Afghanistan Needs $50 Million in Renewable Energy

Afghanistan needs US$50 million of renewable energy installed over the next ten years, as part of the country’s reconstruction of its energy sector, according to the World Bank.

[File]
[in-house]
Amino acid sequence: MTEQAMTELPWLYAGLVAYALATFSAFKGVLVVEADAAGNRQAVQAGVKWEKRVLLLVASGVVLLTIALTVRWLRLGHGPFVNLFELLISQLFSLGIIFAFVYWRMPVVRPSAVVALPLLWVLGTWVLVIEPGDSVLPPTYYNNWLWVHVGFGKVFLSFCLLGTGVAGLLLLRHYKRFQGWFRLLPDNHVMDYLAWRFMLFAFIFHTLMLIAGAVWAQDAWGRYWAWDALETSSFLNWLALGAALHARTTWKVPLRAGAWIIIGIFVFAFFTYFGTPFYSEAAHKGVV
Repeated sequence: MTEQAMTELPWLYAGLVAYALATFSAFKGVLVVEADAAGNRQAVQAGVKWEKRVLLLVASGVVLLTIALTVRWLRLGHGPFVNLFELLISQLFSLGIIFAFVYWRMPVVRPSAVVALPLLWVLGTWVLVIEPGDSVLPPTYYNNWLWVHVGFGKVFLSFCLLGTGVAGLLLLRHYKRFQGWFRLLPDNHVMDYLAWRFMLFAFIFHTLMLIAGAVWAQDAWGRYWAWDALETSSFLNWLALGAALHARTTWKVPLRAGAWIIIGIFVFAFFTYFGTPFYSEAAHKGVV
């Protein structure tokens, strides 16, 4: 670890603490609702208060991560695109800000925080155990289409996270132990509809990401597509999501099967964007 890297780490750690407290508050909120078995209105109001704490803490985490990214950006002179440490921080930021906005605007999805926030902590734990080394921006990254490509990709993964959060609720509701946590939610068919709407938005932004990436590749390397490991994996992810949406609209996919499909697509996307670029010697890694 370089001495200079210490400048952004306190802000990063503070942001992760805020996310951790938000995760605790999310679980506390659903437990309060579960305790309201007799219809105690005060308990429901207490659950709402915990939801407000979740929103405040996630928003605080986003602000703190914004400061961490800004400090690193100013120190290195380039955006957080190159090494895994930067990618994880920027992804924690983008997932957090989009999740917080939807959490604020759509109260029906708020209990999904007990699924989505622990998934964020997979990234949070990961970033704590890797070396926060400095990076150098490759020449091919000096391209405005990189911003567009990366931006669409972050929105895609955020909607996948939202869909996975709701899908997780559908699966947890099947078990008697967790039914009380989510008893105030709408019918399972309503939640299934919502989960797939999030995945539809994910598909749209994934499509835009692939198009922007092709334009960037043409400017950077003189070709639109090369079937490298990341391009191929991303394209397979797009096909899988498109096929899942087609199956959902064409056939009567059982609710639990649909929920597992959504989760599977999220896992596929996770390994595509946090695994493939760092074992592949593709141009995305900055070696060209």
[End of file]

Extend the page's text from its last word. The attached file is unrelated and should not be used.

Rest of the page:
WASHINGTON, DC, US, 2002-01-31 [] “More than two decades of conflict and three years of drought have led to widespread human suffering and massive displacement of people in Afghanistan,” says a preliminary needs assessment prepared by the World Bank, the United Nations Development Programme and the Asian Development Bank. The document will be discussed at the International Conference on Reconstruction Assistance to Afghanistan, which has started in Tokyo. The reconstruction of Afghanistan is expected to cost $15 billion over the next decade. The UN Security Council passed Resolution 1378 to provide reconstruction that would buttress the political settlement, and the preliminary assessment is to determine the requirement of external assistance to support economic and social recovery over the short and medium term. The assessment does not cover humanitarian assistance. Within the next three years, a priority will be the preparation of a national strategy to provide an analysis of conservation and resource management issues, including the identification of urgent environmental problems and raising public consciousness about environmental concerns. The strategy would also need to launch projects aimed at environmental rehabilitation that rely on local traditional knowledge in the area of renewable energy, it explains. Funding for capital investment, technical assistance and building costs over ten years would require US$1 billion for the electricity sector to double its pre-war capacity to 900 MW. The petroleum sector needs $90 million, $150 million for natural gas and $40 million for the coal sector, and $50 million for renewable energy. Most investments costs in the environmental sector are aggregated in other activities, but the report estimates that costs for the environment over ten years are $30 million for pilot projects aimed at environmental rehabilitation, including development of renewable energy, reforestation, watershed management and environmental health improvements. “Given past turmoil in Afghanistan, much of the available data on the country is out of date,” the report explains. The information has not been verified and the World Bank warns that conclusions should be treated as indicative. The reconstruction program must reverse environmental degradation in rural areas and facilitate private sector engagement in rebuilding the economy. In the longer term, attention must be given to medium and large hydropower schemes.

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